and I think it is timely.
course has form on this, Estonia...
Well, exactly. There is a warning in
the United States as well. She would
be irresponsible if she did not
actually try and sort of beef up
security as well.
What about this
gas? We don't depend on Russia for
our gas supplies, Ruth? But other
people do and it is a key point?
think so, my understanding is 1% of
our domestic consumption is actually
imported from Russia which is
miniscule. We do import gas but it
is from Norway and Qatar and places
like that but people on the
continent, they are dependent on
Russian gas. Germany for example,
about 36% of its domestic
consumption comes from Russia. It
makes a terribly dependent on Russia
and in fact a lot of eastern Europe
and the Balkans are almost 100%
dependent on Russia. This means that
Vladimir Putin has a strong case in
his hand when it comes to
negotiating with various European
countries when it comes to...
other countries say they thought of
support our point of view, but when
reality comes, well...
I think what
Ruth is saying, I'm sure, you know,
they have to be careful, Germany has
to be careful, France has to be
careful, but if it happened the way
it looks, this is an attack on
sovereignty and our partners have to
stand up and they have to do it for
national integrity and let the chips
fall where they may actually,
Vladimir Putin doesn't expect that
to happen because part of what he is
dealing with is dealing with
dissension which is a natural state
of democracy and he is coming in and
trying to disrupt that so it has to
We do and how it will end
but it has to be done. He has a very
strong hand of cards.
However, the Sunday Times talking
about another side issue coming on,
Jeremy Corbyn has been going around
saying what he does, and they say
the reason antique auburn MP
planning a new party? -- anti-Corbyn
Mps. Does anyone think there is a
chance of coming into life?
Right. You are a Labour
I am definitely a Labour
supporter. I don't see, I am saying
this as living here for a long time
but my feeling is I don't see that
the United Kingdom does that sort of
thing. I see France which basically
fired their two main parties, they
sacked them, and made another party.
Italy is doing something that is
different. I don't know if the
United Kingdom does this. I think
people feel very strongly about
Labour, the Labour Party, people
feel strongly about Jeremy, and I
think the idea of another party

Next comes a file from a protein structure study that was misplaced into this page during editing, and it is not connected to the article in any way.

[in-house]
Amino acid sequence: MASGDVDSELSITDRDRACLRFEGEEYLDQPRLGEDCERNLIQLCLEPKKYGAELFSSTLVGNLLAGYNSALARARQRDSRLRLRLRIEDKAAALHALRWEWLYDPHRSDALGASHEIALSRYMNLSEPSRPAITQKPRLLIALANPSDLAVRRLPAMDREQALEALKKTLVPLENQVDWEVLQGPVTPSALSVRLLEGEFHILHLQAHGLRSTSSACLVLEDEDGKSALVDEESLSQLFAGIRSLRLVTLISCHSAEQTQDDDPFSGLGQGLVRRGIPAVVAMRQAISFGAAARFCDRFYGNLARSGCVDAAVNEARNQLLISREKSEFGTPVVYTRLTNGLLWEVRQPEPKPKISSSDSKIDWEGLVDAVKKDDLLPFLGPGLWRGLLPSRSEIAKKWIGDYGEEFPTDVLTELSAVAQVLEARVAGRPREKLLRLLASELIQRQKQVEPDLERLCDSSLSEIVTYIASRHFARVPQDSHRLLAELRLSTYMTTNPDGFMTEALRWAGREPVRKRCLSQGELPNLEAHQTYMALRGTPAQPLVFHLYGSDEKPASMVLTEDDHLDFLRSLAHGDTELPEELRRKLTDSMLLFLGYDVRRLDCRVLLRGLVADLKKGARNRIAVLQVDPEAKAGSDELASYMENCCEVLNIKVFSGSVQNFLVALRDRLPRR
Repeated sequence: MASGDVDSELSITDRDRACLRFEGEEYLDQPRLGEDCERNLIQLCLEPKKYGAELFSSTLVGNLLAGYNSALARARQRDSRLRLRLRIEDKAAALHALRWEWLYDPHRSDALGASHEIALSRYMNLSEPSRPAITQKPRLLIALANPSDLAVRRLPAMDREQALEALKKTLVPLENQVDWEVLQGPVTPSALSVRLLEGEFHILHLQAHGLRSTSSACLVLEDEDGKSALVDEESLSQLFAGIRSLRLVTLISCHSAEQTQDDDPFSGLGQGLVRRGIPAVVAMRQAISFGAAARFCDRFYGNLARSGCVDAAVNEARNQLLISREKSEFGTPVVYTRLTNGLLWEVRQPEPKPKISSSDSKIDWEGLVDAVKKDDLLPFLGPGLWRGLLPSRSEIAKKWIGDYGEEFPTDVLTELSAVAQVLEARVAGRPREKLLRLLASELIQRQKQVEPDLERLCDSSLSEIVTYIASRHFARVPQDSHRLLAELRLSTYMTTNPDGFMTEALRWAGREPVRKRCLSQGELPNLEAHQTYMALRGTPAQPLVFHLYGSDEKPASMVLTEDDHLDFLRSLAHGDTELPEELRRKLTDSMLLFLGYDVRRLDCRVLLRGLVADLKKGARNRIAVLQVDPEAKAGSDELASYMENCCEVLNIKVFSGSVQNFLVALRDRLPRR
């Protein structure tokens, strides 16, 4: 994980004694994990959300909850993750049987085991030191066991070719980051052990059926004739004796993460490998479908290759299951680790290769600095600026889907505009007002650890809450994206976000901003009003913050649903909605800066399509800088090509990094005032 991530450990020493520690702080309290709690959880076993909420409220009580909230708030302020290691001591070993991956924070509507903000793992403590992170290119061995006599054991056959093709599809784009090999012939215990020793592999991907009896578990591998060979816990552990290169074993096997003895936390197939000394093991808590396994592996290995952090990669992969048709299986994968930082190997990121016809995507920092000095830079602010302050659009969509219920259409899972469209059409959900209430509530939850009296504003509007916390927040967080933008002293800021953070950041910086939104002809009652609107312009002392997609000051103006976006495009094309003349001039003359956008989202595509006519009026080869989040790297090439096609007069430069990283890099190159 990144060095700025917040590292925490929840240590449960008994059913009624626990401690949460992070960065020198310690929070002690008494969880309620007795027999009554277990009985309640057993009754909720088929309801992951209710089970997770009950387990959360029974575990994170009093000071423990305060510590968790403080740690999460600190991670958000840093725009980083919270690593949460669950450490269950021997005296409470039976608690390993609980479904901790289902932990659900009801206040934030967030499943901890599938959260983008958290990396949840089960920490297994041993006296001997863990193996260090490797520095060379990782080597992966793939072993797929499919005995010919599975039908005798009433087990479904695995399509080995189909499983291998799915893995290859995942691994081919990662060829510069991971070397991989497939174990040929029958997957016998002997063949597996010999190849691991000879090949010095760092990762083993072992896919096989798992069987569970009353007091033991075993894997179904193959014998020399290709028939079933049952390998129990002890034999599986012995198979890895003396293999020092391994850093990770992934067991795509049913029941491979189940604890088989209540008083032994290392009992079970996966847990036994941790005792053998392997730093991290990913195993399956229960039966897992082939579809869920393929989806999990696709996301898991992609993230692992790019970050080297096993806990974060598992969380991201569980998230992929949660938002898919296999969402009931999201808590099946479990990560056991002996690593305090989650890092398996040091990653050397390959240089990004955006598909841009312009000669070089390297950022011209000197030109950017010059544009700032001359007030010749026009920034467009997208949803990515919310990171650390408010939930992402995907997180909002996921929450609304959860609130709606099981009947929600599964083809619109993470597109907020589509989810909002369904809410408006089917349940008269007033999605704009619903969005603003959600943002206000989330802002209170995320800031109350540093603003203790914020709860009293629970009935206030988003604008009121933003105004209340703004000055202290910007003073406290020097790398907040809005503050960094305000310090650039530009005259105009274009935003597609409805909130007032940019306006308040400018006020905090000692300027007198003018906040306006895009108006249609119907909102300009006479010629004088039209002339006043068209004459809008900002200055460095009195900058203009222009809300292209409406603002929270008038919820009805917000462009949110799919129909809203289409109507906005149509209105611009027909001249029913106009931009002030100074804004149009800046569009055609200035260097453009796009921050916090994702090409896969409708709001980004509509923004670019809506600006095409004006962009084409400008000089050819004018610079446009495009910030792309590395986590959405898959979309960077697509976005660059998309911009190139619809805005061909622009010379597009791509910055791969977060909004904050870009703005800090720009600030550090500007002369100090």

being made, I don't think that is
what, I could be wrong, but I don't
think that is what this country
We remember the gang of four,
It was the new sort
of Michael foot at the time, wasn't
Yes. Didn't, didn't...
in the culture, is it?
At the end of
the day it was subsumed into the
Liberal Democrat party with the
exception of David Owen who wouldn't
be subsumed into anything but it
faded. I think you were right, the
2-party system in the country, apart
from the SNP in Scotland is
It is about
feeling. If you are a Labour Party
supporter it is a feeling, if you
are conservative, it is a feeling,
it is not just a party.
I don't how
this is... But that is right, the
first part post system doesn't help
small parties in the country.
think Jeremy Corbyn continues to say
what we need is a proper
investigation, we have not seen the
evidence and so on, and a lot of
Labour MPs are unhappy with that but
are they really putting their name
to anything as radical, not just a
new party perhaps but even a, I
don't know, you leadership or
The trouble is we don't
have the story! I think it was
noticeable in the debates last week
when Theresa May was making those
statements on Monday and Wednesday
that the weak auburn didn't quite
get the tone of the house right,
didn't get the mood of the house
That was the mistake, more
than what he said, it was that he
didn't catch the mood.
Let's get back to
something else that rumbles away in
our lives were about the last 20
years, Brexit. The front page of the
Sunday Telegraph, Gibraltar left out
of Brexit transition, explained to
us what the story is about?
know, we were hoping to have a
transitional period when we leave
the European Union at 20, 19, and
the commission has put together the
draft agreement -- march 2019. My
understanding is it is left out poor
When you say left
It seems to have been left out,
it has been left out of the
transitional arrangements. The truth
is that it will have to be some
accommodation for Gibraltar is all
of the other UK dependencies when we
do leave the EU. My suspicion is
that by the end of this year,
Gibraltar will actually be dealt
But, Travolta Rins understands
that and still sensitive about this
issue, do they not, Bonnie?
on opposite sides of this question.
She is a Remainer.
It seems to me,
and we talked about this quite
politically, that it seems to me
that the government of weather is
guiding Brexit should've actually
laid out for the people are kind of
framework or map. -- collegiately.
It looked shambolic. This has got to
be fairly Gibraltar resident
shopping. I'm not in a position to
say whether it will happen or not.
You are closer to this than me. But
for the residents, this has to be a
shakeup and they didn't vote for
this to happen anyway so it is
another sort of part of the tapestry
that just looks like a mess. A
threadbare... It will be sorted, it
will be sorted.
You get things like
this! What does that mean? Our kith
and kin Gibraltar will be sorted.
have to live it there. -- leave.
Don't forget, you can
see the front pages
of the papers online
on the BBC News website.
It's all there for you,
seven days a week at our website.
And if you miss the programme any
evening, you can watch it later
on BBC iPlayer.
Thank you, Bonnie and Ruth.
Next up, it's the Film Review.
But it's good night from me.